About Britany Bleistein
Photo credit: Kate Love Photo
Because you can. Because you were beautifully made to birth your baby. Because if you couldn’t or you weren’t, you wouldn’t need me. I am a doula and I am here to empower and remind you that God gave you and your baby all that you need to write your best birth story.
I firmly believe that nearly all great doula biographies begin with birth. We are either moved and shaped into this calling by a friend or loved one’s birth experience, but more often than not, by our own birth stories. Mine happens to be the birth of my daughter Cora in March of 2013.
When I became pregnant, I had no idea what a “doula” was or that I even wanted or needed one. I began my usual appointments with my OB/GYN and after months of feeling like a generic pregnant woman cycling through the doctor’s office, my husband and I became frustrated. We went on the tour of the only hospital that my doctor delivered at, and were appalled. The staff was cold, there were no bathtubs (which was hugely important to me) and it didn’t feel like the place we would welcome our first child into the world. My husband and I started doing research, and at 25 weeks pregnant, I switched my prenatal care to a hospital-based midwife group, and it was the best thing I could’ve ever done. The care I received was mind, body, and soul-focused. After a few weeks with our new provider, my husband and I knew we wanted as few medical interventions as possible. We knew if we were going to have all the tools in our natural childbirth toolbox, we would need to hire a doula.
As doulas, we are taught to “meet the mother where she is.” From hospital to home birth, cesarean to vaginal, I want to meet you where you are and provide you with resources and information to make educated choices for your best birth. It’s your story, your experience, your memory. As your birth doula, I would be honored to help you and your partner be your best advocates for your own birth!
Schedule your free consultation
Why hire me as your doula?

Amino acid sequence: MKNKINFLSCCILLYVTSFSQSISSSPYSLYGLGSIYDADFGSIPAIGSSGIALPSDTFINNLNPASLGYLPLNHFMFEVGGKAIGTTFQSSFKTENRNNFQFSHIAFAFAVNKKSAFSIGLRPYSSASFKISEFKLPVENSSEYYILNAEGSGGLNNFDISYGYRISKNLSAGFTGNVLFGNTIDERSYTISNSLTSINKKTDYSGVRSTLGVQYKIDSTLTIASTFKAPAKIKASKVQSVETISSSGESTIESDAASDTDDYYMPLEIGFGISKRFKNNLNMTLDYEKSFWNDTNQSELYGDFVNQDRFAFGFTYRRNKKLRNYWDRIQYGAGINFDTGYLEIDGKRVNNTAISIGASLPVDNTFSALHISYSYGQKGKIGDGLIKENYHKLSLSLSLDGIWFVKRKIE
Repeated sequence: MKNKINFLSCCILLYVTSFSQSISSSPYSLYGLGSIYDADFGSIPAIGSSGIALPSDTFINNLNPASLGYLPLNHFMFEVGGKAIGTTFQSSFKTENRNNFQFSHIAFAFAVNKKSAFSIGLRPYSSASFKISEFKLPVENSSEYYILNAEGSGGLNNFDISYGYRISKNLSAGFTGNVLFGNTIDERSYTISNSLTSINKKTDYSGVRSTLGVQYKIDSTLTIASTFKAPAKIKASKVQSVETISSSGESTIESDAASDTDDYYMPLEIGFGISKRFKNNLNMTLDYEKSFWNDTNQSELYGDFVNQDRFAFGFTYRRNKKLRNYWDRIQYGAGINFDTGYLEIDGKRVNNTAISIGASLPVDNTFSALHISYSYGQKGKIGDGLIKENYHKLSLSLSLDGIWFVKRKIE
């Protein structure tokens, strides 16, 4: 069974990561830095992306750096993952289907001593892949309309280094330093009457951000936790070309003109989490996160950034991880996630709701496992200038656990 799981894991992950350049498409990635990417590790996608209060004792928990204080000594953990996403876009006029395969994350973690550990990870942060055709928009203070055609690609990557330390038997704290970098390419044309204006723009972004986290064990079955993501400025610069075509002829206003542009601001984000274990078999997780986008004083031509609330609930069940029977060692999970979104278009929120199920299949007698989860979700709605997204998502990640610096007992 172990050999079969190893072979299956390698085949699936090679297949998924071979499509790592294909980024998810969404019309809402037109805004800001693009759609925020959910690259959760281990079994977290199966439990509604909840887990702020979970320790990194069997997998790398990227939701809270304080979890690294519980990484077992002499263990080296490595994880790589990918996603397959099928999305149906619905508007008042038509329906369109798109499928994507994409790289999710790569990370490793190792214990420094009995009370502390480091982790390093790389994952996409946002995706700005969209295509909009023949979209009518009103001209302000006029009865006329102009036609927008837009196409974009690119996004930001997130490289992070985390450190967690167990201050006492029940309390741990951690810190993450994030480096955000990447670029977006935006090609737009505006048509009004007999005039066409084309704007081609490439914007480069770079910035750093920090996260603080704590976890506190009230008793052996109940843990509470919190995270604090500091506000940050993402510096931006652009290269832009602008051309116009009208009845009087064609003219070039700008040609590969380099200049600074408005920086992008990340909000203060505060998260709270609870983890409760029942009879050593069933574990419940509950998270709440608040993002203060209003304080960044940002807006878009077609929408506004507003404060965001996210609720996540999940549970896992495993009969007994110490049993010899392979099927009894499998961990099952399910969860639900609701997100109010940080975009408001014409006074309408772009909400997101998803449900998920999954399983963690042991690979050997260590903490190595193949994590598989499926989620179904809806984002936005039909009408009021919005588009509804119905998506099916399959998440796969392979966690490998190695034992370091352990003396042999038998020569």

I'm right by your side... always.
The most important thing a woman needs during labor is continuous support. This means that you have someone by your side continuously from start to finish. A doula never leaves your side. Other than you, nurses have many other responsibilites. The nurse is communicating with your care provider, taking care of other patients, documenting care, taking breaks, and taking care of other important tasks. Unfortunately, a nurse’s support ends when her shift does. As your doula I only have one obligation the whole time—and that is YOU!
Don't deny the facts.
A doula as your support companion has a significant impact on your health and safety during labor and birth. Compared with women who have no support in labor, women who have support from a companion who is neither a member of the hospital staff nor a friend or family member are:
• 28% less likely to have a cesarean section
• 31% less likely to use Pitocin to speed labor, which often leads to other medical interventions
• 34% less likely to rate their childbirth experience negatively
-Cochrane Review (2012, Hodnett, et. al)
You expertly planned your wedding, why not your birth?
You've chosen the venue, researched choices and options, "pinned" all the right tips and tricks, and have done everything under the moon to get in tip top shape for the big day. You planned your wedding day from top to bottom, why wouldn't you plan your birth too? As one of the most life-changing and awe-inspiring days of you and your partners' lives, you deserve this kind of attention to detail. If you don't know your options then you don't have any. Hire a doula to ensure you've prepared and equipped yourself to give you and your baby the best chance for a smooth and positive birth experience, on your terms.
You want an expert by your side.
Certification and trainings completed:
MotherMe Doulas Birth and Postpartum Doula Certified
Evidence Based Birth© Instructor
TENS Unit certified
Spinning Babies Workshop (fetal positioning training)
Texas State Health Department Certificate of Completion:
Breastfeeding the Compromised Infant